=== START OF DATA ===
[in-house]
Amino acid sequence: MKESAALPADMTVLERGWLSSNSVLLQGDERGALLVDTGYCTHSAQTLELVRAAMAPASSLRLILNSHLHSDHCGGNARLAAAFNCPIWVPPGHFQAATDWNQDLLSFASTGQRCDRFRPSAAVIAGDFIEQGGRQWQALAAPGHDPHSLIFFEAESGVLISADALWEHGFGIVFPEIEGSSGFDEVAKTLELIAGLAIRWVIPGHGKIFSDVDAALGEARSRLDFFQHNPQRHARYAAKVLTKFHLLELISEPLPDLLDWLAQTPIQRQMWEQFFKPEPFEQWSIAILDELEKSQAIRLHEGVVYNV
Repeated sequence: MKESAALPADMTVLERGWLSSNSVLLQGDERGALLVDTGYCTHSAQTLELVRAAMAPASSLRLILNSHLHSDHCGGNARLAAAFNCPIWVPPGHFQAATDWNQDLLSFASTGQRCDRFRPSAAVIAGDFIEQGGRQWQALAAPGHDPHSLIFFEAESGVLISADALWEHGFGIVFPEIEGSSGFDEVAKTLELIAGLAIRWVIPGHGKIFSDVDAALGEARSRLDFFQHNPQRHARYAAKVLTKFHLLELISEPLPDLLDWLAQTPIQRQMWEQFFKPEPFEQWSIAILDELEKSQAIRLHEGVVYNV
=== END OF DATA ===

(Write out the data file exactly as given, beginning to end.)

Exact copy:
[in-house]
Amino acid sequence: MKESAALPADMTVLERGWLSSNSVLLQGDERGALLVDTGYCTHSAQTLELVRAAMAPASSLRLILNSHLHSDHCGGNARLAAAFNCPIWVPPGHFQAATDWNQDLLSFASTGQRCDRFRPSAAVIAGDFIEQGGRQWQALAAPGHDPHSLIFFEAESGVLISADALWEHGFGIVFPEIEGSSGFDEVAKTLELIAGLAIRWVIPGHGKIFSDVDAALGEARSRLDFFQHNPQRHARYAAKVLTKFHLLELISEPLPDLLDWLAQTPIQRQMWEQFFKPEPFEQWSIAILDELEKSQAIRLHEGVVYNV
Repeated sequence: MKESAALPADMTVLERGWLSSNSVLLQGDERGALLVDTGYCTHSAQTLELVRAAMAPASSLRLILNSHLHSDHCGGNARLAAAFNCPIWVPPGHFQAATDWNQDLLSFASTGQRCDRFRPSAAVIAGDFIEQGGRQWQALAAPGHDPHSLIFFEAESGVLISADALWEHGFGIVFPEIEGSSGFDEVAKTLELIAGLAIRWVIPGHGKIFSDVDAALGEARSRLDFFQHNPQRHARYAAKVLTKFHLLELISEPLPDLLDWLAQTPIQRQMWEQFFKPEPFEQWSIAILDELEKSQAIRLHEGVVYNV